July 30, 2020  |  Purdue University Global

Over the past decade, technology advances have dramatically changed the face of the recruitment and hiring process. Today companies can identify candidates and learn all about them through their social media profiles, particularly on LinkedIn. Additionally, companies seeking ways to save time and money are now turning to video interviews.

In a 2018 LinkedIn recruiting report, 18% of surveyed companies said video interviews were the most useful interviewing innovation. The same report said that KPMG Australia, a global audit, tax, and advisory firm, used video interviews to cut the number of in-person interviews from thousands to hundreds, freeing up significant recruiter time. And that was 2018, long before the coronavirus pandemic made working from home the “new normal,” according to the Society for Human Resources Management.

If you're ready to pursue a new career or change roles within your field, now's the time to start prepping for job interviews. Whether you're preparing for a video interview or an in-person one, many of the same rules apply. Start by doing your homework on the company and the job requirements, practice responding to frequently asked questions, know why you are the right candidate for the job, and so on.

>> Learn the Top 6 Soft Skills That Employers Want in 2020

But if you're preparing for a virtual interview, you need some specific video interview tips. Here are six guidelines for a virtual interview.

1. Prepare the Setting

Set the stage for a professional meeting by choosing a quiet location. If possible, position your computer and webcam so there's a blank wall behind you. That way the interviewer's attention will stay on you. If that's not possible, choose a space that has a professional appearance—a room that has a desk or bookshelves is a great choice. Most importantly, make sure your environment is free of background noise (television, the buzzing of a fan) and personal items (laundry, kid toys) and that you've eliminated the possibility of interruptions.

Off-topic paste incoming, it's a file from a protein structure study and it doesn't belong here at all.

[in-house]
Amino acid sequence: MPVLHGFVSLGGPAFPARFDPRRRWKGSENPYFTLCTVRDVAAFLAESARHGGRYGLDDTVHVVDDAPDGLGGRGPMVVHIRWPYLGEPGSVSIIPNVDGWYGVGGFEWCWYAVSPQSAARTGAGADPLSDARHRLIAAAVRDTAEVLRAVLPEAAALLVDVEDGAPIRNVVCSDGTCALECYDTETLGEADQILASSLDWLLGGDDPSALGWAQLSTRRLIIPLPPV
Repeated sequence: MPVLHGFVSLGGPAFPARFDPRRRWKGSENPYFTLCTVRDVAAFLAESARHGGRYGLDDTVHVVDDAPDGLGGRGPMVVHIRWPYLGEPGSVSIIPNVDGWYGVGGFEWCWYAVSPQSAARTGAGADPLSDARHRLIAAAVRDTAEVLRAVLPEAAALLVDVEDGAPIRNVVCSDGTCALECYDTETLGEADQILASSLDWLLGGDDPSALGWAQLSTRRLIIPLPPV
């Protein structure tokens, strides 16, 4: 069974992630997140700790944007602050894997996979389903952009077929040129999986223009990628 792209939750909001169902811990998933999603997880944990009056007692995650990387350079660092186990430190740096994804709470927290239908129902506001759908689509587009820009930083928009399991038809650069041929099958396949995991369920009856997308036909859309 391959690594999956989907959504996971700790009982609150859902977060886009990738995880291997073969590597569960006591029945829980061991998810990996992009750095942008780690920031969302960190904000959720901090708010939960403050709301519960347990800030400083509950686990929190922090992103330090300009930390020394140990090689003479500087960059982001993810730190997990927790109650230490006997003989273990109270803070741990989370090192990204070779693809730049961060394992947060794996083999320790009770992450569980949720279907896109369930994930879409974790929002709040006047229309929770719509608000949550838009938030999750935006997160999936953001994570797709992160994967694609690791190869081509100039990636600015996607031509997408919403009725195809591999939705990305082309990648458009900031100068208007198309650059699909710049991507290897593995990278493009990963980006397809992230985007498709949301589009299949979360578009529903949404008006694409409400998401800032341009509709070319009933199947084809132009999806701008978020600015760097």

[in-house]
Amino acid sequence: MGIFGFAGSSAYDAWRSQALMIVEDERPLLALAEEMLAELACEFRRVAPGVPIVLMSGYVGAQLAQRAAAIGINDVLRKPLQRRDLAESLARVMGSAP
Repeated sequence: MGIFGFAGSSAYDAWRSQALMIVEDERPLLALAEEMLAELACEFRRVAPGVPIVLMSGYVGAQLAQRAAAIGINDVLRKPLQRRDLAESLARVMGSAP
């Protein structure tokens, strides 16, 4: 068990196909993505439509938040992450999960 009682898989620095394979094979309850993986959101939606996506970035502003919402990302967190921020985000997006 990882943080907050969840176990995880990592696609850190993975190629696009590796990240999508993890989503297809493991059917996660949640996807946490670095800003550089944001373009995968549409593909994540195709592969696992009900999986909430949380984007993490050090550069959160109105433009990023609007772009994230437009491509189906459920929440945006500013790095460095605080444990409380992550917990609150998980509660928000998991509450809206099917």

2. Test the Technology

Make sure that all of your technology is working as expected. That means you've downloaded and tested the video software that will be used during the interview (many companies use tools like Skype or Zoom), your internet connection is secure, and the webcam and microphone properly function. If you need to call into a conference line using a cell phone, make sure your battery is fully charged.

3. Dress for the Part

You might be doing the interview from home, but that doesn't mean it's okay to wear your everyday clothes. Indeed.com recommends dressing the same way you'd dress for an interview at the company's office. If you're unsure of what to wear, always err on the side of more professional than casual.

4. Body Language

The way you express yourself with body language becomes even more critical when a job interview is conducted virtually. You can no longer rely on physical interaction like hand-shaking, but you can do some things to build a connection with the interviewer. Sit up straight, smile, and look at the webcam rather than at the computer screen to create the illusion of eye contact. Remember to keep your energy level up too, because your enthusiasm for the job may be harder to read from miles away. 

5. Be Confident

Video interviews are a new experience for many people, so you don’t need to feel embarrassed if this is your first time interviewing in this way. Just be prepared and handle any issues that arise quickly and with confidence. If you're preparing for a career in which you'll work with others in various locations around the country or the world, like in business or information technology (IT), being technologically confident and able to troubleshoot effectively in a virtual environment is a critical part of the job. Your virtual interview is a great time to demonstrate this skill.

6. Practice Makes Perfect

Ask a friend or family member to play the role of the interviewer in a few trial runs. Conducting a mock interview will help you identify any issues (such as a faulty webcam or microphone) that need to be fixed before the real thing. It will also ease your concerns about how you look and sound to someone on the other end of the connection.

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